“Plated meals and boxed meals have taken a priority in our industry,” Alley says. “I think the permanent change for F&B is going to be the addition of a bottle of hand sanitizer on every buffet or table side,” he adds. “I think that is something that has almost been conditioned into our line of work.”
Jenna Vallee, director of sales for The Wayfinder in Newport, Rhode Island, says the perception that outdoors is safer, combined with people’s growing affinity to spend more time in natural setting, will keep this trend alive for a long time. “I believe we’ll see the continuation of off-season outdoor dining and more creative outdoor dining options.”
Among the changes Richardson is seeing are smaller dining tables, the elimination of buffets and larger spaces for people to gather in. At some of her events, she’s created “pods” with different styles of seating and arrangements to offer more choices that fit with people’s varying social distancing preferences. “Being able to sit down at smaller tables, stand at high-top tables with no seats and relax in alcoves with lounge furniture enables attendees to find a place where they feel comfortable socializing,” Richardson says. “Open floor plans with casual layouts are important. This also encourages guests to actively get up and move around.” Not having to stay stationary facilitates greater socializing and networking, which is something many people — especially younger professionals, who are looking to make connections in their industry — greatly appreciate.
According to Richardson, there remains a need to manage spots where people tend to pile up — namely bars. Solutions include eliminating and replacing them with table service, or making more bar space available. Hand-washing stations are popping up in addition to tables with bottles of hand sanitizer. Event planners are also adding places where people can get away from others when they aren’t in a seminar or meeting. Measures such as these are not going anyway anytime soon. “The vigilance in safety and sanitation is here to stay,” Richardson says. “The rigorous training of staff and compliance requirement to ensure health and safety at an elevated level will remain, and that’s a good thing. This virus is not the only [thing] that offers serious health implications. So, this pandemic has called all of us to step up our game.”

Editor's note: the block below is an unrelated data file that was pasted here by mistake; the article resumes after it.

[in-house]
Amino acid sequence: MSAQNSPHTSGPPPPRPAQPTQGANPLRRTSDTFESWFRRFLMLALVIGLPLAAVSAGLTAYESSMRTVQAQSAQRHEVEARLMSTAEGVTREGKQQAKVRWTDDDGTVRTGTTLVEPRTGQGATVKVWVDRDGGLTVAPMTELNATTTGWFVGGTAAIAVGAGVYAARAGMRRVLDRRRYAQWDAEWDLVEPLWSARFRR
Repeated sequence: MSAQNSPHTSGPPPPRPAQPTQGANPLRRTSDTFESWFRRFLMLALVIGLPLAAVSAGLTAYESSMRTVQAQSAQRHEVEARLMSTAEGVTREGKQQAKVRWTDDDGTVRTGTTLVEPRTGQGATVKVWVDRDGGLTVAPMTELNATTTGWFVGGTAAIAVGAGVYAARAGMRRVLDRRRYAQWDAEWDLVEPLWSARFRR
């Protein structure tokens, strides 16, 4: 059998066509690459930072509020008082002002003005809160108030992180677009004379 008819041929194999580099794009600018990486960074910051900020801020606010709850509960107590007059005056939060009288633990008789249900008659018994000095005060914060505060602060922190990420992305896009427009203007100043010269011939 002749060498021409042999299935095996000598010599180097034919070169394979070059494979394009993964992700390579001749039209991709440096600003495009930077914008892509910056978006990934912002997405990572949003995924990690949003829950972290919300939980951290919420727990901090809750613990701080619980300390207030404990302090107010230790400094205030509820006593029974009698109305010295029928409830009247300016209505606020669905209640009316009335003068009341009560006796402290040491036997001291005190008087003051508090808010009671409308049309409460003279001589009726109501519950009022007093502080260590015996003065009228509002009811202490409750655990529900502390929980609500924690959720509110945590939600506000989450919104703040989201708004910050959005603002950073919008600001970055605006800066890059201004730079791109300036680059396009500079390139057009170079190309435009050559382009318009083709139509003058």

The divide between groups wanting healthier meals and splurge-worthy treats continues to exist in food service. “In regards to specific foods trends, I am seeing an increase of groups wanting more home-style comfort foods during their events,” Steffenson says.
On the other hand, Richardson says, “Vegan and vegetarian options have been a growing trend, and the pandemic has only spurred more health and environmentally conscious food choices.”
Chivers says we will continue to see trends not only in healthy menu options, but also with health and safety, and how food is served and presented. “With this, we’ve seen an increase in requests for individually packaged foods that limit contact and ensure the safety of both attendees and employees. Our team has developed a wide range of creative micro-portions that are packaged sustainably to ensure guests feel safe while still enjoying delicious catering options throughout their events.”
Vallee is also seeing a boost in requests for plant-based foods and more sustainable food packaging and service ware. Gluten-free meals continue to be a big request, and something planners should consider in their food-service planning.
Groups still seem interested in trying new foods or cuisines inspired by the place they’re visiting. At the Hyatt Regency Jacksonville, Steffenson has added new menu offerings inspired by the low country cuisine of South Carolina and Georgia, Florida’s Spanish influences, tropical flavors and traditional Southern cooking. Right now, people seem to feel more comfortable eating at the hotel rather than local restaurants, Steffenson says. With that in mind, the hotel is expanding its options for locally inspired foods made with ingredients from local farms, “So groups can experience the best of our local flavors and cuisine without having the leave the property,” he says.
Event organizers who are planning to refer attendees to restaurants should be mindful of how they’ve been impacted by supply-chain issues, labor shortages, COVID-related space constraints and mask requirements, and other challenges. “Due to so many restaurants requiring reservations, walk-in service has decreased,” says Vallee, who thinks this will continue to be the case for the foreseeable future. “We could also see time allotments staying in place during peak times,” which may impact groups gathering informally to conduct business.